1994 Woodrow Wilson Biology Institute
Mr. and Mrs. XY are now both forty-five years old and well established in their careers. Mrs. XY suddenly begins to experience flu-like symptoms which persist for an inordinately long period of time. Her devoted mate, Mr. XY, insists that she visit her doctor to determine the cause of her discomfort.
Dr. Sue Smith, the family physician, is quick to suggest, among other tests, a pregnancy test. Although Mr. and Mrs. XY are reasonably certain that Mrs. XY cannot be pregnant, they agree to the test. The results come back positive; Mrs. XY is pregnant!
Mr. and Mrs. XY are concerned about this miracle conception. They realize that they'll be almost sixty-five years old when their child graduates from high school and wonder if this is being fair to their prospective child. They're at a point in their careers where they're experiencing great job satisfaction and are enjoying a decent standard of living but they haven't saved any appreciable amount of money. They wonder how much the cost of raising a child will erode their savings and impinge upon their standard of living. They also know that older parents often have a greater chance of producing a genetically deficient child. They worry about that, too. What ought Mr. and Mrs. XY to do?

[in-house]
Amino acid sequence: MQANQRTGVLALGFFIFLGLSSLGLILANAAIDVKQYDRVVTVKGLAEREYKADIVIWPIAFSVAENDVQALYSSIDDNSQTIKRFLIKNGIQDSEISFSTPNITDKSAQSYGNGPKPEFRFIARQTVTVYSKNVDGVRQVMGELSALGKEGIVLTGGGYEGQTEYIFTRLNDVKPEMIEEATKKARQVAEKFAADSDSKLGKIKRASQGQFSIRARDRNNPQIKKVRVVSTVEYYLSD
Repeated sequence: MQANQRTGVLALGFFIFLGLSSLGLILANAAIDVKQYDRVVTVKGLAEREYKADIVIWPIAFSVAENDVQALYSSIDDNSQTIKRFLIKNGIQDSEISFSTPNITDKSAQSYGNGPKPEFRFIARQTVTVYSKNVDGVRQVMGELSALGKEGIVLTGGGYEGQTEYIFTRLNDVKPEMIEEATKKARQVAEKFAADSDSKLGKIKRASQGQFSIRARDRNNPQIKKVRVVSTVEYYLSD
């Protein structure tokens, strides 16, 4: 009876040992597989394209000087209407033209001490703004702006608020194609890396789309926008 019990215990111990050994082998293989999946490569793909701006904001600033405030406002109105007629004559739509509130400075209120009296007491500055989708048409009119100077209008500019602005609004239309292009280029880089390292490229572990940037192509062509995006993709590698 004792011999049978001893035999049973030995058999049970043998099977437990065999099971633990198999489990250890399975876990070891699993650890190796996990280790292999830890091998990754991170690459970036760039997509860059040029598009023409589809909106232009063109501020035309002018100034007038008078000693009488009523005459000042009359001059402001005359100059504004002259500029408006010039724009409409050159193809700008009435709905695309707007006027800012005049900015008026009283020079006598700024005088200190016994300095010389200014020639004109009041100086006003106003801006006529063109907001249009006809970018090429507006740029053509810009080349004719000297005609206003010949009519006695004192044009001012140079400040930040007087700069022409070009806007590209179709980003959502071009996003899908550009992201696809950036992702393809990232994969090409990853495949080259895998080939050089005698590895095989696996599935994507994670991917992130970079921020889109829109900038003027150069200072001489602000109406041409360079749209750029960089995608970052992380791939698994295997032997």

Mrs. XX is concerned that she, too, might develop breast cancer. She schedules an appointment with her physician, Dr. Mam, who insists on a mammogram which comes back negative. Because of the familial history of the disease, however, Dr. Mam suggests that Mrs. XX undergo a prophylactic bilateral mastectomy. What ought Mrs. XX do?
The appointed time arrives and so does Dr. Tris Omy. His news is not good. John and Mary's baby has Down's Syndrome, a genetic disease which occurs in about l/770 births. While it can affect males and females of all races, it most frequently occurs in the fetuses of older women (Mary is 39). It is a result of having three copies of chromosome #21.
Dr. Omy continues to explain that John and Mary can expect Joey to be mentally retarded. About half of the Down's babies die before their first birthday of things like heart or kidney defects, blockages of the intestine, leukemia or other effects of a suppressed immune system. Dr. Omy points out that some physical traits are or will be present: abnormal palm creases, flat face, sparse straight hair, and short stature. Victims may develop cataracts.
Dr. Omy, a sensitive physician, also tells John and Mary that Down's Syndrome children are often happy children who are trainable to varying degrees. He knows of one young man in California who even graduated from a junior college. He cautions John and Mary, though, not to apply too much pressure for Joey to be more than he can be.
After Dr. Omy leaves, John and Mary have an emotional conversation centering around Baby Joey. The most important focus of that conversation, other than Joey's genetic disorder, is whether or not to have more children. Joey, at this point, is an only child. What ought John and Mary to do about having more children?
Source: Lewis, Ricki, 1994. Human Genetics Concepts and Applications, Wm. C. Brown.